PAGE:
08/05/2015

Intelligent Church (by Steve Chalke)

Steve Chalke is the leader of a Baptist church in the UK. He is outspoken in his insistence that God’s love is offered to all, and that faith must be accompanied by social or community action. He’s made some controversial statements in recent years, but this particular book is one he wrote nearly ten years ago, and which was recommended to me some time ago - probably because I enjoyed one of his other books, The Lost Message of Jesus, a few years ago.

‘Intelligent Church’, which I was given for a recent birthday, looks at ways in which the author believes the Christian church should be functioning in the 21st century. Rather than merely following tradition, or taking everything we hear from church leaders as absolute, he recommends that we think for ourselves, and ask questions about how the church can be effective in discipling believers and reaching out to those who do not yet know God.

As such, he focuses on several different aspects of church as he sees it. Some of them are ideals rather than actualities, although in his church he aims to meet all these criteria. He begins by insisting that church must be inclusive - not just of people of all ages and nations, but of all cultures, and (more controversially) all lifestyles. He points out that Jesus mixed regularly with those of his society who were considered outcasts, often sinners of the worst kind, by the priests of the time. We’re called to follow Jesus, and that means reaching out in love rather than condemning those who are different.

The book continues with chapters on church as a messy place without strict boundaries; an honest place where it’s okay to ask questions and be ourselves without masks; a generous church where people give of their time and material resources; a political church, in involving ourselves with the social needs and political agendas of those around us.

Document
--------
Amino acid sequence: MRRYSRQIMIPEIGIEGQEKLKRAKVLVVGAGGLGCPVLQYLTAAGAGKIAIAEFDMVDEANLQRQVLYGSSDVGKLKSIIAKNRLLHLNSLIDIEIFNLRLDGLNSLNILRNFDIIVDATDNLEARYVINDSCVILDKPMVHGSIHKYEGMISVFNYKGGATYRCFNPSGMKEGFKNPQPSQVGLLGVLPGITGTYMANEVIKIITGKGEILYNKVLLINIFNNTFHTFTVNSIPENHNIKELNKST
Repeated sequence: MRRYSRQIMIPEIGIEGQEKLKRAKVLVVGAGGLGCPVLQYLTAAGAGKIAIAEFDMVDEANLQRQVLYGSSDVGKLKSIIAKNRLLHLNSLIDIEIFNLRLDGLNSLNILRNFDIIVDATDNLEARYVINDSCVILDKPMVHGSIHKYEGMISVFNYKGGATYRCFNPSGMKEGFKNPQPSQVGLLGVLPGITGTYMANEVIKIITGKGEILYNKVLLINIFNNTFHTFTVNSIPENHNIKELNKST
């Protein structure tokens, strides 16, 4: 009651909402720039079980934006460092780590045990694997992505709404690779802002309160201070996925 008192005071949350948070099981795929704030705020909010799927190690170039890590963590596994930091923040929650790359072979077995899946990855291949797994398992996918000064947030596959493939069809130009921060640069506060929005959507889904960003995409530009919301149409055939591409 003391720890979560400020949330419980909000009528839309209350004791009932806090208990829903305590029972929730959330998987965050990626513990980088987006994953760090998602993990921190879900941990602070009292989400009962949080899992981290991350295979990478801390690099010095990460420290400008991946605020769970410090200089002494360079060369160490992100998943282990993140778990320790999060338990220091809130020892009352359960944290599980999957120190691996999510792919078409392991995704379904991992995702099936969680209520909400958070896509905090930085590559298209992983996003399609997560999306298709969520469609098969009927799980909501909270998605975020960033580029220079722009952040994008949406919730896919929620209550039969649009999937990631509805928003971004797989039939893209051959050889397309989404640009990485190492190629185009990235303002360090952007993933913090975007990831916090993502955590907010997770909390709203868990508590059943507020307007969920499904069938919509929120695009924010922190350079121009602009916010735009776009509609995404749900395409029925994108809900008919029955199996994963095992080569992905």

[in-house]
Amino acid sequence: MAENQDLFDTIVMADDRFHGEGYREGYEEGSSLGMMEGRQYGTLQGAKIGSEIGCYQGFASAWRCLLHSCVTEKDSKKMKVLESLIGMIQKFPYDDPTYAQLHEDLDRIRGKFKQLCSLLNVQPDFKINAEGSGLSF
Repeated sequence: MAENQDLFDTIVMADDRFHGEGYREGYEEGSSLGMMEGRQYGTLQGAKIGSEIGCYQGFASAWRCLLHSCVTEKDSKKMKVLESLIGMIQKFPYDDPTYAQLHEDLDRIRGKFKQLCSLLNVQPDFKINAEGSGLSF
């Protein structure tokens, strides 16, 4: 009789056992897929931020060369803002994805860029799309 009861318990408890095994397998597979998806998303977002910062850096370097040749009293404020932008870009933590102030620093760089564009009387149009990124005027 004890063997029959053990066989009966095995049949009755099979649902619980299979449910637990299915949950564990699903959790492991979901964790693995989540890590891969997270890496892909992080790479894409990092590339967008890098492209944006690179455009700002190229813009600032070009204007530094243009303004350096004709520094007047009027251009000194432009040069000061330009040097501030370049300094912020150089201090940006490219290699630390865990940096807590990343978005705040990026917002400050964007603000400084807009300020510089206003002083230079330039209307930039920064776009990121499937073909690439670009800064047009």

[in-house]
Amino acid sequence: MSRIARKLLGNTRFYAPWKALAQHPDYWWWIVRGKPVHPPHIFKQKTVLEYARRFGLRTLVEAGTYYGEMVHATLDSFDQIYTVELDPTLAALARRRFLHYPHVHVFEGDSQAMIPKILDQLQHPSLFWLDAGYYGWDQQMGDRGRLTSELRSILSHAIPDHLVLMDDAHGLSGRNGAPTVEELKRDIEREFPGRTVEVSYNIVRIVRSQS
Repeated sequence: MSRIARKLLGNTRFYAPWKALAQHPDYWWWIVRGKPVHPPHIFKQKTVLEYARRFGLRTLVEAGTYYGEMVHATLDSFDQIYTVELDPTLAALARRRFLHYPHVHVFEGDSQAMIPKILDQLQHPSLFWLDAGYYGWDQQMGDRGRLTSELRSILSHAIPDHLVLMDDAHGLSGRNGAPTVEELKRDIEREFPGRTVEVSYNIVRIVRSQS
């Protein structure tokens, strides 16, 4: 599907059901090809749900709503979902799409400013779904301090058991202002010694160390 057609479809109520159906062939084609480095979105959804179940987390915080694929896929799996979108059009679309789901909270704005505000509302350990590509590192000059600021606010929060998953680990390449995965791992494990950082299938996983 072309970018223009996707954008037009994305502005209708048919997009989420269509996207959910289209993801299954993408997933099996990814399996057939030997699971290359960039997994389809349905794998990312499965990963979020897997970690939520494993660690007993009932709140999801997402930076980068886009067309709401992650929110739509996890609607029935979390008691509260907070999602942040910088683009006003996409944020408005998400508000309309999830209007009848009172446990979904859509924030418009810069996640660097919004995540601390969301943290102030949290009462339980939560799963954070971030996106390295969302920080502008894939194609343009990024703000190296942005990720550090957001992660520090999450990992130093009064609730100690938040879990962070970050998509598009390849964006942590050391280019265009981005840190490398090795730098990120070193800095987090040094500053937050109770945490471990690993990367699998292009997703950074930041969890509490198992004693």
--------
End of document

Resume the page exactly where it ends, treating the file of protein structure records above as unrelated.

Each chapter ends with some practical suggestions as he asks: ‘Yes, but how?’ and then poses some thought-provoking questions to be considered by small groups and church leaders.

The book is clearly written, each point made with Biblical and practical considerations. There are some anecdotes relating to the author’s own experiences - both positive and negative - although at times I found the style a little dry. I had to concentrate, sometimes, to take in what was being said, and re-read paragraphs when my mind drifted. I found that one chapter per day was about as much as I could take in.

Still, it made some excellent points, and painted an encouraging picture of how the church could be: a mixture of ordinary people, making mistakes and getting things wrong regularly, but pulling together to build each other up and make positive changes, however small, in their communities. Indeed, I’m not sure there’s any other way that a modern church could be if it’s to appeal to the diversity of people in the world around.

I particularly appreciated the clear difference made between proselytism and conversion, one I hadn’t really spelled out in my mind before, and which made a great deal of sense.

I would recommend this highly to church leaders and home group leaders everywhere.

'Intelligent Church' was first published in 2006 but is still available in paperback form and can also be bought for the Kindle.

Review by copyright 2015 Sue's Book Reviews

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